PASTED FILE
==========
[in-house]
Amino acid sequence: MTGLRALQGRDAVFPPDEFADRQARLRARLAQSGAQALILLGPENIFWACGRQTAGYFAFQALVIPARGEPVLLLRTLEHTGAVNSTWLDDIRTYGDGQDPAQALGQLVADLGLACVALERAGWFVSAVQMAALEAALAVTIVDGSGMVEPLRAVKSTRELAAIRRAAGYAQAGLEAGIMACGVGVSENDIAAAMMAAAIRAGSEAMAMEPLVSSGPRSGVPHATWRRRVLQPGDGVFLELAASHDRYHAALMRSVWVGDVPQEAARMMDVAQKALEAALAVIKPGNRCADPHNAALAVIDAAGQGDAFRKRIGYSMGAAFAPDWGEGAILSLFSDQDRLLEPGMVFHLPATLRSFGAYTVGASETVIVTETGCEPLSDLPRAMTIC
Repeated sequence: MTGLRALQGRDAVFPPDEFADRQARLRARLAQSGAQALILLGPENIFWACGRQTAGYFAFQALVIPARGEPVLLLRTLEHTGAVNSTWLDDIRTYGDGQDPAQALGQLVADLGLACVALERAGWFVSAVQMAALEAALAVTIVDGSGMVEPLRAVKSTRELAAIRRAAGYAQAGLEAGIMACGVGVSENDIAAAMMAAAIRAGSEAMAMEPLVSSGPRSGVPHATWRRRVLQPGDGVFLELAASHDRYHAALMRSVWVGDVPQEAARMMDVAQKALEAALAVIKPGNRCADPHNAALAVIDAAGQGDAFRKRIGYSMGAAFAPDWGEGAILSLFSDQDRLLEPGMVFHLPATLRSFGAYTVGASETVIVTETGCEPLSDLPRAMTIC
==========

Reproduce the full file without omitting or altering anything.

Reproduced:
[in-house]
Amino acid sequence: MTGLRALQGRDAVFPPDEFADRQARLRARLAQSGAQALILLGPENIFWACGRQTAGYFAFQALVIPARGEPVLLLRTLEHTGAVNSTWLDDIRTYGDGQDPAQALGQLVADLGLACVALERAGWFVSAVQMAALEAALAVTIVDGSGMVEPLRAVKSTRELAAIRRAAGYAQAGLEAGIMACGVGVSENDIAAAMMAAAIRAGSEAMAMEPLVSSGPRSGVPHATWRRRVLQPGDGVFLELAASHDRYHAALMRSVWVGDVPQEAARMMDVAQKALEAALAVIKPGNRCADPHNAALAVIDAAGQGDAFRKRIGYSMGAAFAPDWGEGAILSLFSDQDRLLEPGMVFHLPATLRSFGAYTVGASETVIVTETGCEPLSDLPRAMTIC
Repeated sequence: MTGLRALQGRDAVFPPDEFADRQARLRARLAQSGAQALILLGPENIFWACGRQTAGYFAFQALVIPARGEPVLLLRTLEHTGAVNSTWLDDIRTYGDGQDPAQALGQLVADLGLACVALERAGWFVSAVQMAALEAALAVTIVDGSGMVEPLRAVKSTRELAAIRRAAGYAQAGLEAGIMACGVGVSENDIAAAMMAAAIRAGSEAMAMEPLVSSGPRSGVPHATWRRRVLQPGDGVFLELAASHDRYHAALMRSVWVGDVPQEAARMMDVAQKALEAALAVIKPGNRCADPHNAALAVIDAAGQGDAFRKRIGYSMGAAFAPDWGEGAILSLFSDQDRLLEPGMVFHLPATLRSFGAYTVGASETVIVTETGCEPLSDLPRAMTIC